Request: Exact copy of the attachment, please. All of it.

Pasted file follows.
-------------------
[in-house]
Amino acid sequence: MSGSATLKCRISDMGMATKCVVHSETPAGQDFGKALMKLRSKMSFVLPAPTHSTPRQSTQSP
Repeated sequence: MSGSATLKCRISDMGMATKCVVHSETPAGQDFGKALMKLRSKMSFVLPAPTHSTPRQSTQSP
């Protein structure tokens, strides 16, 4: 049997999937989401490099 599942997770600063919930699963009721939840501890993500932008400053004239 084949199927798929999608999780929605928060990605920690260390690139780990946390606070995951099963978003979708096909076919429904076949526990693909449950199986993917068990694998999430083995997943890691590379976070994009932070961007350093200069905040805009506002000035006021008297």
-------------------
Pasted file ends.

[in-house]
Amino acid sequence: MSGSATLKCRISDMGMATKCVVHSETPAGQDFGKALMKLRSKMSFVLPAPTHSTPRQSTQSP
Repeated sequence: MSGSATLKCRISDMGMATKCVVHSETPAGQDFGKALMKLRSKMSFVLPAPTHSTPRQSTQSP
């Protein structure tokens, strides 16, 4: 049997999937989401490099 599942997770600063919930699963009721939840501890993500932008400053004239 084949199927798929999608999780929605928060990605920690260390690139780990946390606070995951099963978003979708096909076919429904076949526990693909449950199986993917068990694998999430083995997943890691590379976070994009932070961007350093200069905040805009506002000035006021008297």